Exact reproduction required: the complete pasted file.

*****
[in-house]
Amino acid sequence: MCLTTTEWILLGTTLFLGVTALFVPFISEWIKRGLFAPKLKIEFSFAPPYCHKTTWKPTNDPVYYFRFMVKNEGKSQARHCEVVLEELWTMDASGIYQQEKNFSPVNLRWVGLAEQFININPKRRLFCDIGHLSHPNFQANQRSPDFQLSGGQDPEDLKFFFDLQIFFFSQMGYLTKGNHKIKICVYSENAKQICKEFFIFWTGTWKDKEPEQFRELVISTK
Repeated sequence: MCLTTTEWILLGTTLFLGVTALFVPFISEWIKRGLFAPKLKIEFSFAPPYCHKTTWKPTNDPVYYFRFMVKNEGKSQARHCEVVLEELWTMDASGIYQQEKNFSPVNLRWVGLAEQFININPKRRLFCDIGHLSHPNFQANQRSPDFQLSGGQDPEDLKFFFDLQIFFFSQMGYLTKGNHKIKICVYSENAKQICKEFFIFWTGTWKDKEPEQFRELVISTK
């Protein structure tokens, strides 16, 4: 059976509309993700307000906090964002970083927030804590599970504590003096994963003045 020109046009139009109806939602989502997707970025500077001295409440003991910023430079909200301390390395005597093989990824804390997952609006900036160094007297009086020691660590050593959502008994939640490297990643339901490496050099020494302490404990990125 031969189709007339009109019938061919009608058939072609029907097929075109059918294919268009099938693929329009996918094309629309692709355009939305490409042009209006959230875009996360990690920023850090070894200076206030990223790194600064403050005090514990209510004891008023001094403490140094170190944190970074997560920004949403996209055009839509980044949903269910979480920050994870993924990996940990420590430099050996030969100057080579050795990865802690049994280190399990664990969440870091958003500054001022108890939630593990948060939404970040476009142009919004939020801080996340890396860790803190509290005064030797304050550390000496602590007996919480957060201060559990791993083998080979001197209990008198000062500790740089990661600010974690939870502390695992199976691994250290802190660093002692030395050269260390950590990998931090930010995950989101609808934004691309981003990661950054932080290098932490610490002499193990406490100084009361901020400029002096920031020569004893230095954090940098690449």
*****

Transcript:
[in-house]
Amino acid sequence: MCLTTTEWILLGTTLFLGVTALFVPFISEWIKRGLFAPKLKIEFSFAPPYCHKTTWKPTNDPVYYFRFMVKNEGKSQARHCEVVLEELWTMDASGIYQQEKNFSPVNLRWVGLAEQFININPKRRLFCDIGHLSHPNFQANQRSPDFQLSGGQDPEDLKFFFDLQIFFFSQMGYLTKGNHKIKICVYSENAKQICKEFFIFWTGTWKDKEPEQFRELVISTK
Repeated sequence: MCLTTTEWILLGTTLFLGVTALFVPFISEWIKRGLFAPKLKIEFSFAPPYCHKTTWKPTNDPVYYFRFMVKNEGKSQARHCEVVLEELWTMDASGIYQQEKNFSPVNLRWVGLAEQFININPKRRLFCDIGHLSHPNFQANQRSPDFQLSGGQDPEDLKFFFDLQIFFFSQMGYLTKGNHKIKICVYSENAKQICKEFFIFWTGTWKDKEPEQFRELVISTK
């Protein structure tokens, strides 16, 4: 059976509309993700307000906090964002970083927030804590599970504590003096994963003045 020109046009139009109806939602989502997707970025500077001295409440003991910023430079909200301390390395005597093989990824804390997952609006900036160094007297009086020691660590050593959502008994939640490297990643339901490496050099020494302490404990990125 031969189709007339009109019938061919009608058939072609029907097929075109059918294919268009099938693929329009996918094309629309692709355009939305490409042009209006959230875009996360990690920023850090070894200076206030990223790194600064403050005090514990209510004891008023001094403490140094170190944190970074997560920004949403996209055009839509980044949903269910979480920050994870993924990996940990420590430099050996030969100057080579050795990865802690049994280190399990664990969440870091958003500054001022108890939630593990948060939404970040476009142009919004939020801080996340890396860790803190509290005064030797304050550390000496602590007996919480957060201060559990791993083998080979001197209990008198000062500790740089990661600010974690939870502390695992199976691994250290802190660093002692030395050269260390950590990998931090930010995950989101609808934004691309981003990661950054932080290098932490610490002499193990406490100084009361901020400029002096920031020569004893230095954090940098690449």